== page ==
I currently inoculate with 25 Necator americanus larvae every 5 months to keep myself in remission from celiac disease and ulcerative colitis. This works very well for me. If I let my colony die off/age out both conditions quickly return.
Ten years of misery in spite of medicine and dietary measures
My story of GI issues began when I was 35 when I started noticing that I was reacting to protein powder. The seller had never heard of a problem and I just chalked it up to a curious mystery. Sometimes I could tolerate it, other times I couldn’t.
Fast forward to age 42. I developed an abdominal abscess that eventually led to three surgeries and left a minor permanent disability. That experience was unpleasant, but what came next over the next several years made the abscess pale in comparison. I developed ulcerative colitis.
Initially it was blood in the bowl that got me to check it out, but rapidly came the pain. Treatment was mesalamine suppositories. I’ll never forget seeing a mountain of suppository boxes delivered to my door. What fun! So far as I know that medication did little to control my colitis. The situation soon became worse with intense bouts of diarrhea that eventually hit upwards of 11x a day. Between the disability, the ulcerative colitis and the diarrhea I had no quality of life. I became home bound and seriously considered suicide as I saw no way out.
After a couple of years of this I finally got wise and started doing elimination dieting. Two months later, I discovered the diarrhea was being caused by gluten. I immediately adopted a GF diet and the diarrhea stopped the next day, however the damage was done. I still experienced a good six months of expelling buckets of blood and mucus, and it was a good two years before things really settled down.
The colitis was always still there though. Over the years it waxed and waned. Unfortunately, after 10 years, things really came to a head. I was down to about a dozen simple foods I considered least problematic. I lived on eggs, sardines, rice and potatoes. Nothing with an ingredient list, and no beef or pork as meat would cause an immediate colitis attack. The baseline colitis had strongly amped up and I considered having a colectomy. It was at that point I finally pulled the trigger on trying hookworms. The prospect of more surgery trumped fear of the unknown.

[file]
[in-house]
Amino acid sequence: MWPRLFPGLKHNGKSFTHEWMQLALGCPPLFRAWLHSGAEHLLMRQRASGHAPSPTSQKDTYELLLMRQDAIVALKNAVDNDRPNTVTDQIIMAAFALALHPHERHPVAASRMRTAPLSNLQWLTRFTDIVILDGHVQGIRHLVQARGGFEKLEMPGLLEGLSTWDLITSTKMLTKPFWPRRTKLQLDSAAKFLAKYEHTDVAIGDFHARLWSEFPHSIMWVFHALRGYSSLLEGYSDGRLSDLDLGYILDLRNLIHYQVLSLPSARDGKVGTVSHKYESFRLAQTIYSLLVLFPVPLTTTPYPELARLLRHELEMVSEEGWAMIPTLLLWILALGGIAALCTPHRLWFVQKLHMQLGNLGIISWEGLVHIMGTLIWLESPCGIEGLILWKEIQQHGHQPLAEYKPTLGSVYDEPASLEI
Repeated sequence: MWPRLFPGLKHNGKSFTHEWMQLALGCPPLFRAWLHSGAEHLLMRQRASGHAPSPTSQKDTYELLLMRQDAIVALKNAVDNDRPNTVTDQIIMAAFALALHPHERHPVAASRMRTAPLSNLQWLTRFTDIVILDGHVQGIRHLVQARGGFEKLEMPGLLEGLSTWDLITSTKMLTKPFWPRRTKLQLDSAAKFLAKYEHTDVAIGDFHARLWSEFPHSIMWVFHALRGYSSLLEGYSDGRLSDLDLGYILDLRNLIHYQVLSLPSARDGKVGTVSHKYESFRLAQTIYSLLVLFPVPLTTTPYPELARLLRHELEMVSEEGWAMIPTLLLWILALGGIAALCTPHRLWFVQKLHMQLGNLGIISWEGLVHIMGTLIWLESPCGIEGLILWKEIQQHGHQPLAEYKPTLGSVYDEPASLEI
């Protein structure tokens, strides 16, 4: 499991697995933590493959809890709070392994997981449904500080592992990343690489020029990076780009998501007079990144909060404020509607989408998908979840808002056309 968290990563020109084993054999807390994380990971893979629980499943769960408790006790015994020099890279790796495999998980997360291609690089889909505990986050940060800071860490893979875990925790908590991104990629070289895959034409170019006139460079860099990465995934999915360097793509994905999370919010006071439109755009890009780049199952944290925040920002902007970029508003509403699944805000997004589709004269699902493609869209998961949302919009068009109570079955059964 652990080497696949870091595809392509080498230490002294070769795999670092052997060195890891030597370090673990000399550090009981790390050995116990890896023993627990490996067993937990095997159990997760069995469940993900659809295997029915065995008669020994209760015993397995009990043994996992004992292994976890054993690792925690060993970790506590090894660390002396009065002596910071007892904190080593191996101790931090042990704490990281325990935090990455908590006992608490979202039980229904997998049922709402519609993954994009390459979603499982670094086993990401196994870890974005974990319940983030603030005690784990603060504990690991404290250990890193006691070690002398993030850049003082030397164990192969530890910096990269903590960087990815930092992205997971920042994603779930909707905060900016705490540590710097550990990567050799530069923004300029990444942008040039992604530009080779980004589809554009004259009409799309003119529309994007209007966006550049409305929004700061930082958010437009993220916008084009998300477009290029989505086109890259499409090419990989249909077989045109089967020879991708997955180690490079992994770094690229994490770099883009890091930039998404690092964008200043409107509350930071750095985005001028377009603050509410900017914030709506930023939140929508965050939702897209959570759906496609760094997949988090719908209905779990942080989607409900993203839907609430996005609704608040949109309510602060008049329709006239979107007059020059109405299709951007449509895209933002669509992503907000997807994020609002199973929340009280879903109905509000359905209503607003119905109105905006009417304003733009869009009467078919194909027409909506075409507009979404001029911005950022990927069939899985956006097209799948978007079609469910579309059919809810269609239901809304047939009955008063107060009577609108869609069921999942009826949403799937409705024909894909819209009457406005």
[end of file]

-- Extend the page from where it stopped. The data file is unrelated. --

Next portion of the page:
Hookworms bring relief from symptoms and pain
I had first heard of hookworms as a treatment for celiac disease back in 2008 but I didn’t know how to pursue it. Over the years I had read several more articles on the topic and in the summer of 2018 I finally pulled the trigger. I found a provider via Quora and ordered some. Back in those days there was less control on initial quantities. The max was 25 and that’s what I asked for.
They arrived late July and I inoculated immediately, but because I was so nervous it took me till early December before I finally did a gluten test. I had no gluten in the house so I borrowed a piece of bread from a friend. I tried the smallest pinch I could and waited with bated breath as my gluten reactions were extremely severe. There was nothing. By the next day I was back on a regular gluten containing diet. After 12 years I was free! It was a miracle.
I had no issues until the first week of March the following year. I had thought hookworms lived for several years, a decade even. Maybe so, but the symptom relief turned out to last only 5–6 months for me, post inoculation. Through later experimentation I determined that it was about 30 days after inoculation that I was able to handle gluten.
And that’s where things stand now. I am symptom and pain free with no dietary restrictions. Hookworms have been a huge success for me. I just have to make sure my inoculations come on schedule. I do use a hydrocortisone cream post inoculation as I do develop a strong skin reaction, but I never experienced any side effects from the hookworms.
For some time now I've maintained a blog where I describe my hookworm journey and promote hookworm use by celiacs. It’s my strong opinion that anyone diagnosed with either celiac disease or ulcerative colitis should be treated with hookworms as a matter of course and it’s almost malpractice if they aren’t. In my case drugs, a GF diet, even a meat free diet didn’t make me healthy. It took hookworms for that, and I regret all the years of quality living I lost because I wasn’t hosting hookworms.
Over the winter I plan to try my hand at breeding my own supply of hookworms to both lower the cost and to ensure a ready supply.
By Pete Dixon, August 2023.